Why Some Colleges Are Saying No to MOOC Deals, at Least for Now

29 Apr

Stephen George, a biology professor at Amherst College, lobbied for it to stay out of edX. He embraces the idea of online teaching but says Amherst doesn’t need to join a group to do it.
[ Photo by: Frank Ward, Amherst College ]

By Steve Kolowich

Amherst College, known for its selectivity, is accustomed to sending rejection notices. But when the liberal-arts beacon this month turned down an invitation to join the exclusive partnership of colleges offering massive open online courses through edX, it nonetheless drew surprise from many corners of academe.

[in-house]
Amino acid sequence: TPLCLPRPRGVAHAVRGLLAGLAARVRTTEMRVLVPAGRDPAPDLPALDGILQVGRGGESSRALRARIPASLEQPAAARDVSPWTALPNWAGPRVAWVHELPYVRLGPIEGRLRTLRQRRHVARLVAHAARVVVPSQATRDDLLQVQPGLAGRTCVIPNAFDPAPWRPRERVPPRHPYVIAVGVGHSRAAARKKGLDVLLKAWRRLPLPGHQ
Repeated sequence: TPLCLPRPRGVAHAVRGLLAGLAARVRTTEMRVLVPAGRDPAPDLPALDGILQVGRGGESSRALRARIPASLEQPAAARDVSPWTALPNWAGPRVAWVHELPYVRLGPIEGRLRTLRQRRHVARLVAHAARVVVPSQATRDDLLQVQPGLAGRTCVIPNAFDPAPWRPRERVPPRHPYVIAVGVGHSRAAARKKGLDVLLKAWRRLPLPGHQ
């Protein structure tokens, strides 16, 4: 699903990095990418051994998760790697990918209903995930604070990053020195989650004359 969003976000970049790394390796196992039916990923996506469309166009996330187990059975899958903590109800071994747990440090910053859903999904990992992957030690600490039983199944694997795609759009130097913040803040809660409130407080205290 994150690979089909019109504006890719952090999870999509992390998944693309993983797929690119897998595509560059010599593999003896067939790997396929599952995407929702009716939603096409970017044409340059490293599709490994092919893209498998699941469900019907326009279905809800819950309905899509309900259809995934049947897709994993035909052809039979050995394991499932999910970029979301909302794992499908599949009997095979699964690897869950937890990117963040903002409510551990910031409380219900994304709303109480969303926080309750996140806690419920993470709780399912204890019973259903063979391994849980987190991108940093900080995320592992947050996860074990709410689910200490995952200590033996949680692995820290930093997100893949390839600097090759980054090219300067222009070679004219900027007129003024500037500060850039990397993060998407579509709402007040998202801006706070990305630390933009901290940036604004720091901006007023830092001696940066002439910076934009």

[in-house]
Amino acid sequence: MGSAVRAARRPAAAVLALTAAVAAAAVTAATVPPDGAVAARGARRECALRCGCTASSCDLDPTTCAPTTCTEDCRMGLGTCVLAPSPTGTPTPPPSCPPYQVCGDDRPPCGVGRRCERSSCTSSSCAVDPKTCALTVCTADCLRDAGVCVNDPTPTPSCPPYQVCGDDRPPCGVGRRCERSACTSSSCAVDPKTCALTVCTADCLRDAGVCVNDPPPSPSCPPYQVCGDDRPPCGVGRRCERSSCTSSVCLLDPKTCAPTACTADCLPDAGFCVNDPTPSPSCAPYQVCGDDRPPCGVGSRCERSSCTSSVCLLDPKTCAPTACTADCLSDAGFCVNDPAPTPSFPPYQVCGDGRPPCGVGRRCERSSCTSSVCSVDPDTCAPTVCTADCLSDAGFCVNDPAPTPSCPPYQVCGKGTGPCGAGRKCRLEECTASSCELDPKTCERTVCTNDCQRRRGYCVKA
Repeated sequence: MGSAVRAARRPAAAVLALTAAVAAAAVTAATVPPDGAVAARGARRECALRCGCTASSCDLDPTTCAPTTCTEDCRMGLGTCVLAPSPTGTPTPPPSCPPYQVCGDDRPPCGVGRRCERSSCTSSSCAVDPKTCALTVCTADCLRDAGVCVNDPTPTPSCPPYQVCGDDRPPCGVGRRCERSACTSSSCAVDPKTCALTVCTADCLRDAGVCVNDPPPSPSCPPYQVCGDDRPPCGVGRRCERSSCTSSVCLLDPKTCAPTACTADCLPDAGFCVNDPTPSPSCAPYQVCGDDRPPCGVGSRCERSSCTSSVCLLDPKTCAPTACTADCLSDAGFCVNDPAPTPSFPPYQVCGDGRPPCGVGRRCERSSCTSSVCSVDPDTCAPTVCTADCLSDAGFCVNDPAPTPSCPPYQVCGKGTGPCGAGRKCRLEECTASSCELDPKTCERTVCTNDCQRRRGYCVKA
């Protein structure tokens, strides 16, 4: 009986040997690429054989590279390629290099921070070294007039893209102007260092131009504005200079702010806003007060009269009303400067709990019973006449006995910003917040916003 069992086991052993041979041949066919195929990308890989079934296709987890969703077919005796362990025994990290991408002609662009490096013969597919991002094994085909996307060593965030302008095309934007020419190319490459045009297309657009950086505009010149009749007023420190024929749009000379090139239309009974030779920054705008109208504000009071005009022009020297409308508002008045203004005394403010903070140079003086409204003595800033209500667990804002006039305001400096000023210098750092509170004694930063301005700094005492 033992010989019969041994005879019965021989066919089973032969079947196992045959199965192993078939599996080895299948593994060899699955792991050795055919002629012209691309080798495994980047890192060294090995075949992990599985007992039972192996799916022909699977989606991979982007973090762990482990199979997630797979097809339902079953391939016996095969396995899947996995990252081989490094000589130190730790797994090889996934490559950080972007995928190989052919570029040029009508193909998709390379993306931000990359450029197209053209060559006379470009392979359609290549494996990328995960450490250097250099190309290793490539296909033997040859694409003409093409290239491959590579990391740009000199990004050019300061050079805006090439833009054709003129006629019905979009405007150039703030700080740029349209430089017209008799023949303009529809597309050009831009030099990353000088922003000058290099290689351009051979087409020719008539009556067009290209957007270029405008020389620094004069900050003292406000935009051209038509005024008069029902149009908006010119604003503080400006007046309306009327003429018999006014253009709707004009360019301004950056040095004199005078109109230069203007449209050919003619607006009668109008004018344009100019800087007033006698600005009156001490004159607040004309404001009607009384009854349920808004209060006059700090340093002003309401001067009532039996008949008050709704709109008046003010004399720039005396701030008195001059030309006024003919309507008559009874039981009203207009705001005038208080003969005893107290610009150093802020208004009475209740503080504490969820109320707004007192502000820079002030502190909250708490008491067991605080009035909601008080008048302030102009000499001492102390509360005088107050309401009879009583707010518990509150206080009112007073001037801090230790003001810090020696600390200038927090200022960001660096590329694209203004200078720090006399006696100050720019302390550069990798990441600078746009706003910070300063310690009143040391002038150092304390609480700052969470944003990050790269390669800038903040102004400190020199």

Colleges have clamored to be part of the high-profile consortiums run by edX, a Cambridge-based nonprofit, and Coursera, a Bay Area start-up—often with little input from faculty members. The pace of adoption has shocked even the founders of the MOOC platforms, who are veterans of a higher-education sector notorious for its tortoiselike reflexes.

But Amherst’s rejection of edX, decided by a faculty vote, could mark a new chapter for MOOCs—one in which colleges revert to their default modes of deliberations and caution. “I think we’re at the early stages of that honeymoon period coming to an end,” says Richard Garrett, vice president and principal analyst of the consulting company Eduventures.

[ Full article available at The Chronicle of Higher Education: ]

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Posted by on April 29, 2013 in MOOCs in the News



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